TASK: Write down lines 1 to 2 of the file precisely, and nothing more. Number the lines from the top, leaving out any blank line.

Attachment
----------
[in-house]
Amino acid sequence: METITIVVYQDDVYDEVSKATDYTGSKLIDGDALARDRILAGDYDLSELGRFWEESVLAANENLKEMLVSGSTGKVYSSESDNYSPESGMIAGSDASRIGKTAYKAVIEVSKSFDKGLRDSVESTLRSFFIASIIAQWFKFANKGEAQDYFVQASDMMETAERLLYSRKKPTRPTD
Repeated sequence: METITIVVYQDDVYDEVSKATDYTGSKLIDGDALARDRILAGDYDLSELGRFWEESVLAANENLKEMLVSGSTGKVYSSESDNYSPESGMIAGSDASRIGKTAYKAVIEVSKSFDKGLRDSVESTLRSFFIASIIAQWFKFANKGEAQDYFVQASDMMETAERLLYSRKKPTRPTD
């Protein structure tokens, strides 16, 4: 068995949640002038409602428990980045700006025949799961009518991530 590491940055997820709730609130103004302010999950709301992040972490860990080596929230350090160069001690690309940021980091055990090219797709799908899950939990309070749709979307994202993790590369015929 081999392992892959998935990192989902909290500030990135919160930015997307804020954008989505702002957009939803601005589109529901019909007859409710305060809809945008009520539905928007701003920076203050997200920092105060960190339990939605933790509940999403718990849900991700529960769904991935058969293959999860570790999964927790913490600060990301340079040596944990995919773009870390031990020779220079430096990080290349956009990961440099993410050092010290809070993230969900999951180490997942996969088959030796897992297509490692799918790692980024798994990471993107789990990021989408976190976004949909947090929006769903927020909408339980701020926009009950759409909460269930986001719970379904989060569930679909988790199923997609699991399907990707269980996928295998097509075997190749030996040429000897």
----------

[in-house]
Amino acid sequence: METITIVVYQDDVYDEVSKATDYTGSKLIDGDALARDRILAGDYDLSELGRFWEESVLAANENLKEMLVSGSTGKVYSSESDNYSPESGMIAGSDASRIGKTAYKAVIEVSKSFDKGLRDSVESTLRSFFIASIIAQWFKFANKGEAQDYFVQASDMMETAERLLYSRKKPTRPTD